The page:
36. Use of bland emollients is helpful No effective treatment Kligman’s combination of 5% hydroquinone in hydrophilic ointmant containing 0.1% retinoic acid and 0.1% dexamethasone may reduce unsightly pigmentation Histologically, an increased amount of elastic tissue in the dermis is seen Changes are similar to actinic elastosis, and has been suggested to call these changes thermal elastosis Treatment

  37. Cold Injuries • Local cold injuries are divided into chilblain, frostbite, and immersion injury • Immersion foot is encountered almost entirely in the armed forces • Intense vasoconstriction resulting from local action of cold and reflex vasoconstrictor stimulation is reinforced by the passage of cold blood through the vasomotor center • Vasoconstriction evokes tissue anoxia • Decreased muscular activity further diminishes blood supply • Ice crystal formation in blood vessels usually does not occur, but when it does necrosis occurs

  38. Recurrent, localized erythema and swelling caused by exposure to cold Blistering and ulcerations may develop in severe cases In pts predisposed by poor circulation even moderate exposure to cold may produce chilblains Acute chilblains is the mildest form of cold injury Occurs chiefly on hands, feet,ears, and face, especially in children Onset is enhanced by dampness Pts are usually unaware of injury until they develop burning, tiching, and redness Areas are bluish red, the color partial or totally blanches with pressure, and are cool to touch Chronic chilblains occurs repeatedly during cold weather and disappears during warm weather Chilblains

  39. Chilblains (pernio)

  40. Nifedipine 20mg TID Vasodilators (nicotinaamide 100 mg TID or dipyridamole 25 mg TID) Systemic corticoid tx is helpful in chilblain lupus erythematosus Pentoxifylline may be useful Affected areas should be cleansed with water and massaged gently with warm oil each day and should be protected against further injury and exposure to cold or dampness If feet are affected, woolen socks should be worn at night during cold months Careful use of electric pads may be used Smoking strongly discouraged Treatment

  41. When soft tissue is frozen and locally deprived of blood supply Ears, nose, cheeks,fingers,and toes most common sites Frozen part is painless and becomes pale and waxy Various degrees of tissue destruction similar to those of burns are seen Erythema and edema, vesicles and bullae, superficial gangrene, deep gangrene Injury to muscles, tendons, periosteum, and nerves Arolla index-formula linking duration of exposure (defined by temperature and wind chill index) with frostbite Frostbite (Congelation)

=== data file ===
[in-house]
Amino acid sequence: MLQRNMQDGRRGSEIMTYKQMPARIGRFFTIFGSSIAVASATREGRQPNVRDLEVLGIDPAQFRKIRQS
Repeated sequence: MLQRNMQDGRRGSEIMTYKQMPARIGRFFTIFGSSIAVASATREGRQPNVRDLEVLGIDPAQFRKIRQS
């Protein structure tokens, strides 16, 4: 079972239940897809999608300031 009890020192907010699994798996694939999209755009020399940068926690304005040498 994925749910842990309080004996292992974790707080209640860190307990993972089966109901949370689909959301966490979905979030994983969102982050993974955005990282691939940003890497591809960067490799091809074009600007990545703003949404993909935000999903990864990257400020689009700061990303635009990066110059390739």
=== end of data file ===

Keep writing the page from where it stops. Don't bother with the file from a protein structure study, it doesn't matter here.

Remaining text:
42. Frostbite

  43. First-Degree Frostbite

  44. Early- (before swelling develops) covering body with clothing or a warm hand or other body surface to maintain a warm temperature to maintain adequate blood circulation Rapid rewarming in bath water between 100 degrees and 110 F Analgesics(because rewarming is painful) Slow thawing results in more extensive tissue damage When the skin flushes and is pliable, thawing is complete Supportive measures: bed rest, high protein/high calorie diet, wound care, avoidance of trauma, avoid rubbing of affected parts After swelling and hyperemia have developed, bed rest with limb slightly flexed, elevated and at rest Room temperature relieves pain and helps prevent tissue damage Treatment

  45. Treatment • Protection by a heat cradle may be helpful • Anticoagulants to prevent thrombosis and gangrene • Papaverine and nicotinic acid may reduce vasospasm • Antibiotics for prophylactic measures and an updated tetanus immunization is recommended • Recovery may take months

  46. Immersion Foot Syndromes • Trench Foot • Warm Water Immersion Foot

  47. Trench Foot • Results from prolonged exposure to cold, wet conditions without immersion or actual freezing • Term derived from trench warfare in World War 1, when soldiers stood, sometimes for hours, in trenches with a few inches of cold water in them • Lack of circulation produces edema, paresthesias, and damage to blood vessels • Gangrene may occur in severe cases • Tx-removal from causal environment, bed rest, and circulatory restoration • Measures underlined on tx for frostbite should be performed

  48. Exposure of feet to warm, wet conditions for 48 hrs or more may produce a syndrome of maceration, blanching, and skin wrinkling of soles and sides of feet Itching and burning with swelling may persist a few days after removal of the cause, but disability is temporary Commonly seen in military service members in Vietnam Also seen in persons wearing insulated boots, the so-called moon-boot syndrome Tx-by allowing feet to dry for a few hrs out of 24 hrs Or by greasing soles with a silicone grease once/day Recovery is usually rapid and complete if dried thoroughly for a few hrs Warm Water Immersion Foot

  49. Tropical immersion Foot • Seen after continuous immersion of the feet in water or mud of temperatures above 71.6 degrees F (22 degrees C) for 2-10 days • AKA “paddy foot” in Vietnam • Erythema, edema, and pain of the dorsal feet • Also fever and adenopathy • Resolution occurs 3 to 7 days after the feet have been dried

  50. Warm Water Immersion Foot • This was known as “paddy foot” in Vietnam • It involves erythema, edema, and pain of the dorsal feet, and fever and adenopathy • Resolution occurs 3-7 days after the feet have been dried • Can be prevented by allowing the feet to dry for a few hrs out of every 24 or by greasing the soles with a silicone grease once daily • Recovery is usually rapid if feet are thoroughly dried for a few hrs